You are here:-, Blockchain, Cloud, IoT-Ahmed Banafa: “The Blockchain Wave in 2019 and Beyond” Part-2

Ahmed Banafa: “The Blockchain Wave in 2019 and Beyond” Part-2

The following are some more important excerpts from his webinar on “The Blockchain Wave in 2019 and Beyond”.

The first part was published some weeks ago.

Blockchain Challenges

The professor explained the major challenges for Blockchain adoption using the following infographic from 101blockchains.com: (A larger image is available here)

In summary, the following are the main challenges according to Prof Ahmed:

  • Processing Time: Takes 2 minutes for a transaction, some can take 10 minutes; whereas credit card normally takes 3 seconds
  • Scalability: how to scale the technology to be enterprise level. Potential solution is IBM’s Hyperledger on which over a 1000 engineers are working. Like in AWS, a company can scale depending on requirement by adding more processing power
  • Energy Consumption: very high, syncing so many machines for every transaction consumes huge power
  • Public Perception: Blockchains are used for money laundering, ransom payments for those who fall victim to ransomware, and so on. This has led to public being wary of blockchains
  • Skills Shortage: Lack of blockchain engineers, developers who can make apps to make it marketable

If the above problems can be addressed, then, according to Prof. Banafa, blockchain will be widely implemented.

Another important aspect that was brought out was that whatever is fed into the blockchain will be processed by it. If the data fed in is faulty, blockchain will not concern itself with the veracity of the data. The principle of ‘garbage-in-garbage-out’ applies to blockchains as well, the professor pointed out. He termed the initial input as the first mile and the process that is done is called the last mile.

Quantum Computing and Its Impact on Blockchain

Blockchain does not exist in a vacuum, he remarked. Technologies like the Cloud and AI interact with blockchain and with each other. Quantum computing, though not expected to become mainstream any time soon, will impact all these technologies. The speeds that are expected of Quantum computing will be a game-changer, in that it may allow hackers to break into the blockchain and, mine data in all the blocks and replace it with other data, he cautioned. (It may also bring new and even stronger techniques that will make blockchain more secure).
The Prof. advised that students must spend time reading about quantum computing, since in 5 years time it may become the new technology to use. Google and NASA (and IBM) are working on quantum computers. Quantum computing can also solve some of the challenges of blockchain related to speed.

The illustration below shows how Quantum Computing will enhance AI (by allowing AI to tackle new problems that were previously incalculable), Cloud (Cloud computing will provide both the data storage and the processing power necessary to train new AI models, in turn making cloud infrastructure a critical part of organizations) and Blockchain (allowing even stronger techniques that will make blockchain more secure)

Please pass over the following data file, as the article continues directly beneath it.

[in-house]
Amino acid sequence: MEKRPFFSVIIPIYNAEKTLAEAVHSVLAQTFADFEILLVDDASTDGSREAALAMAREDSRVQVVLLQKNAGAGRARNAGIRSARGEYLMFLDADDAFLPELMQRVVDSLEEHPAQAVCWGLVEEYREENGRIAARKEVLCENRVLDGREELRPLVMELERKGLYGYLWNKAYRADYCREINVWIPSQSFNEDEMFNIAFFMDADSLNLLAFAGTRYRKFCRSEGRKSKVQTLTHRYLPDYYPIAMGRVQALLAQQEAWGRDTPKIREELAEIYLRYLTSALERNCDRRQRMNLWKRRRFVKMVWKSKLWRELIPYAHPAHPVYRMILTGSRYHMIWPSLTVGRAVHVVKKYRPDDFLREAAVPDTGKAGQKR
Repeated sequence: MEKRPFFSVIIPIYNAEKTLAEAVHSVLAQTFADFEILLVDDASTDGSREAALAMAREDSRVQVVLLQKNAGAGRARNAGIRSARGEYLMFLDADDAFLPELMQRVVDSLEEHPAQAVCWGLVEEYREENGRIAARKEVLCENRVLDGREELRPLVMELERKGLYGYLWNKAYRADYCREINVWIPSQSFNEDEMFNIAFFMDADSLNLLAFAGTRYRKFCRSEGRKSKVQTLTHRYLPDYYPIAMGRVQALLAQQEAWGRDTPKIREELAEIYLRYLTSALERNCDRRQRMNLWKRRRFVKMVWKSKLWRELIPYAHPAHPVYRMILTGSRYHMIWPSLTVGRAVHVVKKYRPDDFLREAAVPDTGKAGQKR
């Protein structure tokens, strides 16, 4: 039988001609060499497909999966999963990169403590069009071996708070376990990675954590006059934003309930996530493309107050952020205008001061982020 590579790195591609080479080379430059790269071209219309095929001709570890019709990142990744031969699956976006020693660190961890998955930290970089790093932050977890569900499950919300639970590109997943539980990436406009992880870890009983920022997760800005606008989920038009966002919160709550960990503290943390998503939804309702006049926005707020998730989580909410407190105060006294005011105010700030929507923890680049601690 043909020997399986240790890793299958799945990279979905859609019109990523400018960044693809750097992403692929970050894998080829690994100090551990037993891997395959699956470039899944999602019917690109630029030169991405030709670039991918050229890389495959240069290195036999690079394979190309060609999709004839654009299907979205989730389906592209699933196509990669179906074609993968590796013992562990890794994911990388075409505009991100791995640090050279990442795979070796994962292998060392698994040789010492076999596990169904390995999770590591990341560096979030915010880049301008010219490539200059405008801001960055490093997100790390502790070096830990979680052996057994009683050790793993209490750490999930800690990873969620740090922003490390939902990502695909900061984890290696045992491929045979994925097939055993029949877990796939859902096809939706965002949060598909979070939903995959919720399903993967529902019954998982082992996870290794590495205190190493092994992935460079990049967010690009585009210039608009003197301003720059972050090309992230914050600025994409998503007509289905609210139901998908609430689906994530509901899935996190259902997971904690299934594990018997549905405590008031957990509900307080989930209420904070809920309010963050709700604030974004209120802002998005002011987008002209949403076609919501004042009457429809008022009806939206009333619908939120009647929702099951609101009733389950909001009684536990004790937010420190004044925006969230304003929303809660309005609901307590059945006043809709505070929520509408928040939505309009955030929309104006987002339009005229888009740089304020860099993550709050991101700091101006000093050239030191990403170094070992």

Editor’s Note: Gartner has a good definition of Quantum Computing:

“Quantum computers are an exponentially scalable and highly parallel computing model.  A way to imagine the difference between traditional and quantum computers is to imagine a giant library of books. While a classic computer would read every book in a library in a linear fashion, a quantum computer would read all the books simultaneously”.

Deciding if Blockchain is Actually Needed

The following flowchart will be helpful in deciding if your organization needs to use blockchain, the professor indicated:

Block

Types of Blockchain

Public Blockchain is one in which you need no permission to enter. Bitcoin  and Ethereum are examples of public blockchain.

Private Blockchain is created by a company and you need explicit permission to access it.

Hybrid or federated blockchain. In this type you have a group of companies or representative individuals coming together and making decisions for the best benefit of the whole network. Thus, it is also called consortium or federated blockchain.

Shift in Blockchain Consulting Engagements in 2018

Prof. Ahmed pointed out that, as compared to 2017 when most of the consulting engagements in blockchain were involving the banking sector, the year 2018 saw a much wider acceptance of the technology. The infographic below from Gartner shows the spread. Indeed the banks have a reason to be more involved in blockchain since this technology came into being to enable people to send and receive money without the agency of the bank having any role to play in the entire transaction.

While it was Bank of America that had occupied the top place in terms of usage of blockchain in the earlier years, it is now Alibaba, the Chinese B2B platform, that is the heaviest user of blockchain.

 

Blockchain Technology Stack

We are used to the OSI Stack from the networking days which consisted of 7 layers starting from the physical layer right up to the application layer, and it is useful to view blockchain technology in the form of layers, said the professor. I advise my students who are working on projects to divide their work in layers so that they can work on each layer distinctly, he stated.

He used the infographic below to illustrate the blockchain technology in discreet layers. A larger image can be found here. (Another illustration of the Blockchain technology stack by Deloitte can also be referred to)

Part 3: Will cover IOT, AI and Blockchain in action; Three tracks of blockchain technology, Blockchain Use Cases; Wheel of Opportunities, and Smart Contracts

2019-02-18T11:41:01+03:00February 18th, 2019|AI, Blockchain, Cloud, IoT|0 Comments

Leave A Comment